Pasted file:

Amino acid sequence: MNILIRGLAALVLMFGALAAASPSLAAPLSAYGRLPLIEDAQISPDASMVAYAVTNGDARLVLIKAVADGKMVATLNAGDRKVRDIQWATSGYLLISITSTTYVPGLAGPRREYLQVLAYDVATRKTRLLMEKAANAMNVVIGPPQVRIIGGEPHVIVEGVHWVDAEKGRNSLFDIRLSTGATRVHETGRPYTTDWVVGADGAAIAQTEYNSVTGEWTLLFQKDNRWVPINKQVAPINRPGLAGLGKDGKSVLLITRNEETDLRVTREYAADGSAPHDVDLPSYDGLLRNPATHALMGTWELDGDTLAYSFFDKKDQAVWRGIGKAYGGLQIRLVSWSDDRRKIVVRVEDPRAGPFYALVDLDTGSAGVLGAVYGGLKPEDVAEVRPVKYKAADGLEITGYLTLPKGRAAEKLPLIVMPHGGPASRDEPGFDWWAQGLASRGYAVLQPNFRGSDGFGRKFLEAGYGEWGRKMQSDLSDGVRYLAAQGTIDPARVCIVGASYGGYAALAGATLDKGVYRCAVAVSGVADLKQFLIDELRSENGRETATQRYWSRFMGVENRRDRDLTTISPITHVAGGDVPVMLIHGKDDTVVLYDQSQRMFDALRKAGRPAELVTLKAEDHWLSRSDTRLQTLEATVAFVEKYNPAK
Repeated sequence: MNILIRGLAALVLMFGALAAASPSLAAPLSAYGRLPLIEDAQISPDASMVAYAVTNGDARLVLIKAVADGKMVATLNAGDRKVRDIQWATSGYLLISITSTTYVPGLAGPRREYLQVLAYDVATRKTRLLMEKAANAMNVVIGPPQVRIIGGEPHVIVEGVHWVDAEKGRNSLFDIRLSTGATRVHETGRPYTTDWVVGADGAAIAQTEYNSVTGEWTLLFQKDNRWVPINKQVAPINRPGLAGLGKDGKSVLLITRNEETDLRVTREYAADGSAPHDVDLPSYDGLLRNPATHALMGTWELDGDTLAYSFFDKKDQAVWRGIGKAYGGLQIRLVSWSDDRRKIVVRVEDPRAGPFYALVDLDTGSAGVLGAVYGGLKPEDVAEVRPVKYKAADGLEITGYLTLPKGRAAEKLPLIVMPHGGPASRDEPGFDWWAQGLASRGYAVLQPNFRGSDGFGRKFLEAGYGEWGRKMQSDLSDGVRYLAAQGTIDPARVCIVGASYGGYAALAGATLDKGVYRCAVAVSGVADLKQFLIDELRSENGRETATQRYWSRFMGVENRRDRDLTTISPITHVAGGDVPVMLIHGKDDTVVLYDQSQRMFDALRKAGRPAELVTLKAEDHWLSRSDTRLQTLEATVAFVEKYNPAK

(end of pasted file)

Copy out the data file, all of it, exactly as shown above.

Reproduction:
Amino acid sequence: MNILIRGLAALVLMFGALAAASPSLAAPLSAYGRLPLIEDAQISPDASMVAYAVTNGDARLVLIKAVADGKMVATLNAGDRKVRDIQWATSGYLLISITSTTYVPGLAGPRREYLQVLAYDVATRKTRLLMEKAANAMNVVIGPPQVRIIGGEPHVIVEGVHWVDAEKGRNSLFDIRLSTGATRVHETGRPYTTDWVVGADGAAIAQTEYNSVTGEWTLLFQKDNRWVPINKQVAPINRPGLAGLGKDGKSVLLITRNEETDLRVTREYAADGSAPHDVDLPSYDGLLRNPATHALMGTWELDGDTLAYSFFDKKDQAVWRGIGKAYGGLQIRLVSWSDDRRKIVVRVEDPRAGPFYALVDLDTGSAGVLGAVYGGLKPEDVAEVRPVKYKAADGLEITGYLTLPKGRAAEKLPLIVMPHGGPASRDEPGFDWWAQGLASRGYAVLQPNFRGSDGFGRKFLEAGYGEWGRKMQSDLSDGVRYLAAQGTIDPARVCIVGASYGGYAALAGATLDKGVYRCAVAVSGVADLKQFLIDELRSENGRETATQRYWSRFMGVENRRDRDLTTISPITHVAGGDVPVMLIHGKDDTVVLYDQSQRMFDALRKAGRPAELVTLKAEDHWLSRSDTRLQTLEATVAFVEKYNPAK
Repeated sequence: MNILIRGLAALVLMFGALAAASPSLAAPLSAYGRLPLIEDAQISPDASMVAYAVTNGDARLVLIKAVADGKMVATLNAGDRKVRDIQWATSGYLLISITSTTYVPGLAGPRREYLQVLAYDVATRKTRLLMEKAANAMNVVIGPPQVRIIGGEPHVIVEGVHWVDAEKGRNSLFDIRLSTGATRVHETGRPYTTDWVVGADGAAIAQTEYNSVTGEWTLLFQKDNRWVPINKQVAPINRPGLAGLGKDGKSVLLITRNEETDLRVTREYAADGSAPHDVDLPSYDGLLRNPATHALMGTWELDGDTLAYSFFDKKDQAVWRGIGKAYGGLQIRLVSWSDDRRKIVVRVEDPRAGPFYALVDLDTGSAGVLGAVYGGLKPEDVAEVRPVKYKAADGLEITGYLTLPKGRAAEKLPLIVMPHGGPASRDEPGFDWWAQGLASRGYAVLQPNFRGSDGFGRKFLEAGYGEWGRKMQSDLSDGVRYLAAQGTIDPARVCIVGASYGGYAALAGATLDKGVYRCAVAVSGVADLKQFLIDELRSENGRETATQRYWSRFMGVENRRDRDLTTISPITHVAGGDVPVMLIHGKDDTVVLYDQSQRMFDALRKAGRPAELVTLKAEDHWLSRSDTRLQTLEATVAFVEKYNPAK